Each year more and more Australians are taking overseas holidays on the water. Whether you are taking a cruise, embarking on a yachting adventure, or travelling between islands on a local ferry, the following information will help you to have a safe and hassle-free journey.
Before you go
Make sure you have a valid passport whenever taking overseas holidays on the water. Many people don't realise that they need a passport to enter a foreign country's waters, regardless of whether they plan to disembark in that country. Check the validity on your passport – many countries require at least six months validity from the date you leave that country.
You may also need to arrange visas. Check with your cruise operator or holiday provider well in advance of your planned departure date.
Purchase the right travel insurance policy that includes suitable coverage for accidental injury, hospitalisation abroad, and medical evacuation at sea (the cost of medically evacuating a patient from a cruise ship by helicopter can easily reach $A 150,000). Remember, regardless of how healthy and fit you are, if you can't afford travel insurance, you can't afford to travel. The Australian Government will not pay for your medical expenses overseas or medical evacuation costs.
If embarking on a long trip, make sure you register your travel plans with the relevant authorities. Advise family or friends on your plans, including approximate time frames, sailing route and how to contact you in an emergency.
In the excitement of embarking on a long-awaited holiday cruise it can be easy to overlook common sense safety precautions. Our going on a cruise page can help you prepare before you sail off.
Local water travel
In some places, inter-island ferries and river craft can be overloaded, poorly maintained or lack necessary life-saving equipment. Ensure any vessel you intend to board is carrying appropriate safety equipment and that life jackets are provided for all passengers.
Hundreds of people die every year in boat accidents and standards maintained by search and rescue services may not be comparable to those in Australia. Avoid travelling in ferries and speedboats after dark. Check the travel advice for your destination for details.
When participating in local activities, especially adventure sports such as yachting and diving, be aware that independent tour operators may not work to the same safety standards as in Australia. Always use available safety equipment, such as lifejackets or seatbelts, even if the locals don't. If appropriate safety equipment is not available, use another provider.
Ensure your travel insurance covers you for all your activities, whether in water or on land, and read the country travel advice for important information about the local security situation, laws and customs, and more.
If you intend to use jet skis or any other motorised water sport equipment, check first whether this is covered by your insurance policy. There have been numerous serious accidents involving jet skis in countries around the world. Foreigners are regularly detained and arrested by police following jet ski accidents until compensation can be negotiated between parties.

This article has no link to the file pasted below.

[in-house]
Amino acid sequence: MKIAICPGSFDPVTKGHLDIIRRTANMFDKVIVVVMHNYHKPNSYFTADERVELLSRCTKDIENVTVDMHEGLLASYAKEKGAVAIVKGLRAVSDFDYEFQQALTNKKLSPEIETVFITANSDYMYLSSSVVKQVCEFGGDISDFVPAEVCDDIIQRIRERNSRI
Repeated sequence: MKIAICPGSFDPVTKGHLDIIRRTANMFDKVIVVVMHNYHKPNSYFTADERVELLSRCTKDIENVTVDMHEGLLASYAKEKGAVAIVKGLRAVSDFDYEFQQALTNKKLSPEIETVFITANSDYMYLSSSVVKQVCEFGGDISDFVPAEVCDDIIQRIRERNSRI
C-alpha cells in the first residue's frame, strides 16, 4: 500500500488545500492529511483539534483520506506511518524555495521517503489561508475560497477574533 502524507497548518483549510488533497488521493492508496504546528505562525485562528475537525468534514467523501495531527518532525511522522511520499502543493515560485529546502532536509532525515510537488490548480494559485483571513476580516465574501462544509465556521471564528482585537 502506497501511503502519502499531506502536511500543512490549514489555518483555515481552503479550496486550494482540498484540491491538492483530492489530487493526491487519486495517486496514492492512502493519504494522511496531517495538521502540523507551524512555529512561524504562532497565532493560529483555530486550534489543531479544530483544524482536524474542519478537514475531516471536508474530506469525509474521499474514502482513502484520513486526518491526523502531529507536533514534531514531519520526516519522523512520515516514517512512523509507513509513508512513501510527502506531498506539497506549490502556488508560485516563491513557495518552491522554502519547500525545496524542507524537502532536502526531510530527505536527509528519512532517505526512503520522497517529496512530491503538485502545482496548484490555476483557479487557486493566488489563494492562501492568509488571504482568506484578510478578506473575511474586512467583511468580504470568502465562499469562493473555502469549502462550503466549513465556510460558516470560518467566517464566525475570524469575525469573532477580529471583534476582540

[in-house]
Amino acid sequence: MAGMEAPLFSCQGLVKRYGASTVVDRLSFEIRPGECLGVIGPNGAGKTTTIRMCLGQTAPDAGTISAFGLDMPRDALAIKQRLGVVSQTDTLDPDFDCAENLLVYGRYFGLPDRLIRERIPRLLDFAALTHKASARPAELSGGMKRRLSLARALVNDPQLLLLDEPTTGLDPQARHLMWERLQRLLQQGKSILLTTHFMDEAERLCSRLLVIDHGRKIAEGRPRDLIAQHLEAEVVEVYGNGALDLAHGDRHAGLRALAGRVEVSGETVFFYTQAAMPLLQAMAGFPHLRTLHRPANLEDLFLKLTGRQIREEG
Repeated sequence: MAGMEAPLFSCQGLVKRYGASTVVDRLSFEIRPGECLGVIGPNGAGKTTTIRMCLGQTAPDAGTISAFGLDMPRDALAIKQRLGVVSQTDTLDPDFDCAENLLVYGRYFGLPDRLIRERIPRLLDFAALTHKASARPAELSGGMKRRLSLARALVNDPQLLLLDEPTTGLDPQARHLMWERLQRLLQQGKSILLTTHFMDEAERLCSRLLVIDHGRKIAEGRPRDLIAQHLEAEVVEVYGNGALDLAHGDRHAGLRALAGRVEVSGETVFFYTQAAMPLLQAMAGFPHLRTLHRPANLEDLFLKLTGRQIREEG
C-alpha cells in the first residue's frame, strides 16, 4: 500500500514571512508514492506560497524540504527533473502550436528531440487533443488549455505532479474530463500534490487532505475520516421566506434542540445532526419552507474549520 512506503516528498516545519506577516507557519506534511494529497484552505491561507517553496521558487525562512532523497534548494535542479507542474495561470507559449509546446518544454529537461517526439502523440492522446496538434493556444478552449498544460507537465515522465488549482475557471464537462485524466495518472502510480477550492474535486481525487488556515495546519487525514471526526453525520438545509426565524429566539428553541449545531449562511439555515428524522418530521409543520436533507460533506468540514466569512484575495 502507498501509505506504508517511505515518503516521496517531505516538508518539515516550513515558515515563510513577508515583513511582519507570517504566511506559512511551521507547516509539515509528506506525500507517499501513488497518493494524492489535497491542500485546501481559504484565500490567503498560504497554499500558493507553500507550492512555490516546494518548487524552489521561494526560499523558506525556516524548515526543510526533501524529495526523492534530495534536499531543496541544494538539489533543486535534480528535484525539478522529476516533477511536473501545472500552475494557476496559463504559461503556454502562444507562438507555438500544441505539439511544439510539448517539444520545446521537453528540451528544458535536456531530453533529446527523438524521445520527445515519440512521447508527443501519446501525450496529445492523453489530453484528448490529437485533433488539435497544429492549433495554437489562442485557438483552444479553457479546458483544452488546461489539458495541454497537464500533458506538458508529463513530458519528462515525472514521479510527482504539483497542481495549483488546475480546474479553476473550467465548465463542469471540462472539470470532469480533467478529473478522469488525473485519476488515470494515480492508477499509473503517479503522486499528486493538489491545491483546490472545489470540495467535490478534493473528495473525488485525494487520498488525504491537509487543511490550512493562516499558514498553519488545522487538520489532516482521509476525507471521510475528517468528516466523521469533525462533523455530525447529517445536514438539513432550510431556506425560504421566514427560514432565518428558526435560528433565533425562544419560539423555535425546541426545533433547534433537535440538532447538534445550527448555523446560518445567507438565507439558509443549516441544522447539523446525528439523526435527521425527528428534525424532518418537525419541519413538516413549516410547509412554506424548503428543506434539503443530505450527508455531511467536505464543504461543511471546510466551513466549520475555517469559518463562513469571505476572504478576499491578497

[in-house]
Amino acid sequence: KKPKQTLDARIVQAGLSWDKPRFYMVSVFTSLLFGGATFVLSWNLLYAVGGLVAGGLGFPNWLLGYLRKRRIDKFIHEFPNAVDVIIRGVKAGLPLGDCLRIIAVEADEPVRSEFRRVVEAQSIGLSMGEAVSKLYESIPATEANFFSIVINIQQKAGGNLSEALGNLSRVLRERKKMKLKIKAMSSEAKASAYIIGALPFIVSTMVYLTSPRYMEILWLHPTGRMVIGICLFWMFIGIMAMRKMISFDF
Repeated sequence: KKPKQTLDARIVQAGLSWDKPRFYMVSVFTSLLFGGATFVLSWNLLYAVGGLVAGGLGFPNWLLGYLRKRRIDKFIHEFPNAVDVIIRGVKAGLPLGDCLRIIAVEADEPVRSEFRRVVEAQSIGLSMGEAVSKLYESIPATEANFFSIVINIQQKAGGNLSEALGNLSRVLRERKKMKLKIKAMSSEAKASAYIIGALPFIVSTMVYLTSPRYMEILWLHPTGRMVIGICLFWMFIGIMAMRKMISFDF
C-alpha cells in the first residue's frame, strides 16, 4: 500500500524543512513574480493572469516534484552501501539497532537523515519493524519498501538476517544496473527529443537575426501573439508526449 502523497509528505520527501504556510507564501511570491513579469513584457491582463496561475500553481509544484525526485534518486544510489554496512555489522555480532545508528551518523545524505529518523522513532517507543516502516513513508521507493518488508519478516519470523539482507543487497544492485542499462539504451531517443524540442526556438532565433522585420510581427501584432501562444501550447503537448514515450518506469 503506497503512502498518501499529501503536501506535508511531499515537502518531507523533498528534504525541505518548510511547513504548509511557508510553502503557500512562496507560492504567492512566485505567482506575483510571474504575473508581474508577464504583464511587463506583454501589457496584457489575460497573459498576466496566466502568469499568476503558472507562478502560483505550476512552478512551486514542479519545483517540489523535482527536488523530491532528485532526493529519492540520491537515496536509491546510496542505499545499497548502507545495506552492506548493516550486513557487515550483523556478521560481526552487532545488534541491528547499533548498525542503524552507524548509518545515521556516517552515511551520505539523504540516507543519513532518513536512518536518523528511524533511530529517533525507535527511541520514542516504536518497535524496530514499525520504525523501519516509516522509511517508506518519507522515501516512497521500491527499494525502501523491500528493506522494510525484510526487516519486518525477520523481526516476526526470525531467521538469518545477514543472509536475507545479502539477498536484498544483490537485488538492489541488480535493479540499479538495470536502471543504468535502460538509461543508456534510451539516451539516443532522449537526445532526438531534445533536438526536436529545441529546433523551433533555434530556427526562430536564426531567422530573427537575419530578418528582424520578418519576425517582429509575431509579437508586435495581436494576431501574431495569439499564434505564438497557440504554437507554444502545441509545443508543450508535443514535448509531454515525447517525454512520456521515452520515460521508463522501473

Some operators may request your passport as a deposit or guarantee before providing equipment. Passports are valuable documents that should be appropriately protected. Do not provide passports as deposits or guarantees under any circumstances.
Strong coastal currents, including rip tides, can make swimming and diving dangerous. Local authorities can provide advice regarding local conditions.
Territorial waters and maritime exclusion zones
If navigating your own journey, be aware of local laws, including those relating to territorial waters and maritime exclusion zones.
Exclusion zones can be declared around coastal areas, often in the vicinity of sensitive government infrastructure such as military bases. Many countries rigorously patrol and defend their territorial waters from unauthorised vessels. Ensure you are aware of the location of these areas and take extreme care not to stray into them.
Piracy and kidnapping
There are high levels of piracy in coastal areas of many countries around the world. Kidnapping for ransom can also occur. See our piracy and kidnapping advice for more information.
Natural disasters, severe weather and climate
All oceanic regions of the world can experience tsunamis, but the Indian and Pacific Oceans experience more frequent large, destructive tsunamis. This is due to the many large earthquakes that occur along major tectonic plate boundaries and ocean trenches.
Tropical cyclones and hurricanes occur during the wet season in many places around the world. Communications may be disrupted in affected areas. You should closely monitor the local media and weather services for the most up-to-date weather information and follow the advice of local authorities. See our severe weather page for more information.
Where to get help
Depending on the nature of your enquiry, your best option may be to contact your family, friends, airline, travel agent, tour operator, employer or travel insurer. Your travel insurer should have a 24 hour emergency number.
The Consular Services Charter explains what the Australian Government can and can't do to assist Australians overseas.
You can obtain consular assistance from the nearest Australian Embassy, High Commission or Consulate. In a consular emergency if you are unable to contact an Australian diplomatic mission, you can contact the 24-hour Consular Emergency Centre on +61 2 6261 3305 (or 1300 555 135 within Australia).